The first (larger than) half (portion) of this post is not really dedicated to Truck (who acquired his nickname on my last trip to Atlanta when I was overwhelmed and misspeaking and which has resulted in his most recent birthday being called the Monster Truck Rally) because it is not about things that we discussed. However, they are important details to be included here, both for the comedic value and the informational value, which we know parents and best friends appreciate.
All of a sudden, I am living in a small Scottish town that looks like the interior of a castle after the roof has been removed. With gardens everywhere, and people who speak in a way that is frequently difficult to understand.
I will say that my feelings about this place are improving all the time, even though I have no money and I (almost) projectile vomited on the plane on the way here. No worries, peeps, bank/post office (that changes money?) open tomorrow!
Also, the food is really terrible, at least thus far. I have yet to foray into salads, though, and I’m really hoping that will be my saving grace. (Honestly, don’t even correct me if I’m wrong, I just have to deal with the bad news myself, and maybe I’ll discover some extraordinary place with the best salads in the world).
Um, on the projectile vomiting note. I had about 1.5 glasses of wine and scarfed down the meal of cheese tortellini and salad and bread, although the cheese tortellini left something to be desired in the sauce department. I watched “Bridesmaids.” Then I tried and mostly failed to sleep, sitting in my aisle seat on the third flight of the day. As I dosed in and out of sleep, I began to think I was going to be ill. I sat up and put my tray table in its upright and locked position.
Then I turned to Garrett, across the aisle and said, “Garrett, I think I’m going to throw up.” Garrett looked at me, in a way that he generally does when I tell him things of this sort (which I did once before when I gave blood and didn’t eat for some too-long amount of time, a combination which resulted in me nearly fainting and thinking I would vomit on the way down, but actually resulted in me laying down on the bathroom floor of the Atlanta Food Bank and sticking my feet up in the air until my germaphobe friend Matt brought me bread and Sprite). In other words, Garrett didn’t say anything, but we both understood it was time for me to go and I leapt from my seat, making a sprint for the first toilet, which was occupied, and then for the second, which I could not locate but which was not occupied.
When I arrived at the second toilet, I said “Ma’am, I need help!” to the flight attendant, and she pointed at the lavatory door, which was actually just behind me (sneaky!). I will say I was proud to have made it. Then I hurled, puked, vomited, heaved, threw up (there are a lot of synonyms for this verb) until there was nothing left in my stomach. When I came out, I asked for water and while the flight attendants gave me water, they said two things.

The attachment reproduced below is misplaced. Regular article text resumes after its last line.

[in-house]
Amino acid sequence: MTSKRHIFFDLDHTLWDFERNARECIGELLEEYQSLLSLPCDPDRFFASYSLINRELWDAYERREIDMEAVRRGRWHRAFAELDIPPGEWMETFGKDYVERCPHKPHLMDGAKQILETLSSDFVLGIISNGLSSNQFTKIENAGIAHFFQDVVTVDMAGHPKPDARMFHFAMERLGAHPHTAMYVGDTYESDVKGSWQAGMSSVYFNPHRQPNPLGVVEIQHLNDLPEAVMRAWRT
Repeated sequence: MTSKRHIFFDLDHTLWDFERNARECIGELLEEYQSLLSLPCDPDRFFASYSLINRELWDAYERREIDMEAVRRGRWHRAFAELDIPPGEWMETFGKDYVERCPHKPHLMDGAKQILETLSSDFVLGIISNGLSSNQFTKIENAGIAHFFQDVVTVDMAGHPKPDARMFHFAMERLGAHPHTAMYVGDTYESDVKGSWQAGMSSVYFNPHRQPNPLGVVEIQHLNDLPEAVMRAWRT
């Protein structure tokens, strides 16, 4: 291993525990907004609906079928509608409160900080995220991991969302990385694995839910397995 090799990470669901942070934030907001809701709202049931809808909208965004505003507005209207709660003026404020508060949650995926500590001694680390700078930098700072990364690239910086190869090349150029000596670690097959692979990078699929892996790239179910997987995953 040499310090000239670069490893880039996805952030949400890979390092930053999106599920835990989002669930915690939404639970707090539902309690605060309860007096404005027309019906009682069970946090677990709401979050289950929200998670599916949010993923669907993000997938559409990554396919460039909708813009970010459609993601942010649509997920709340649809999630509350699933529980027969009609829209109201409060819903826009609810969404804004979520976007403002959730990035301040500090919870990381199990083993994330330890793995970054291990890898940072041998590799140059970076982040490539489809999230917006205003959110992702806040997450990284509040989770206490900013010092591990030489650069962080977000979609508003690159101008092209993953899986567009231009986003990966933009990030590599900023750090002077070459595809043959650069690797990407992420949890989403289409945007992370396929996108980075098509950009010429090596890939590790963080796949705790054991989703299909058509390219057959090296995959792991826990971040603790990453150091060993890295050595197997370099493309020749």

First: “It was the wine, wasn’t it?”
Second: “Do I need to clean up in there?”
In both cases, my answer was no.
After that point, I thought things might get better, but instead, they did not. In fact, they got infinitely worse as we arrived in London, proceeded to traipse around Heathrow like hillbillies, during which time I began to suffer from severe shooting abdominal pain.
Garrett: “Maybe it’s mental.”
Me: “Really, Garrett? You think waves of shooting pain in my gut are mental?”
Garrett: “Well, no, but I thought if you think positively…”
He stopped talking because I was glaring, but I did try to take his advice, and when we arrived at our next flight and I discovered I had a window seat, I nearly hugged to airline representative who delivered in the information. Then I laid down on the floor.
When we arrived in Edinburgh, I was thoroughly ill. Also, one of my bags did not arrive (it has since, yay!). The person meeting us did not inquire as to our money situations and the result was at least two of us having zero pounds to our name for about 48 hours (to be resolved tomorrow).
But let me say this:
The sea is one block from my apartment.
The stars remind me of Montana, (Cassiopeia directly above).
Along the road, hills looked out of an oil painting, more stunningly green every second.
From my window I look onto a courtyard of overflowing grass, and a smattering of trees that might actually be from the middle ages.
This building is more than 400 years old.
And the only thing between the sea and me the falling down chapel, some grand tribute to all the civilization before — and maybe a reminder of just what happens in the end, no matter what we do.
I cannot believe how lucky I am.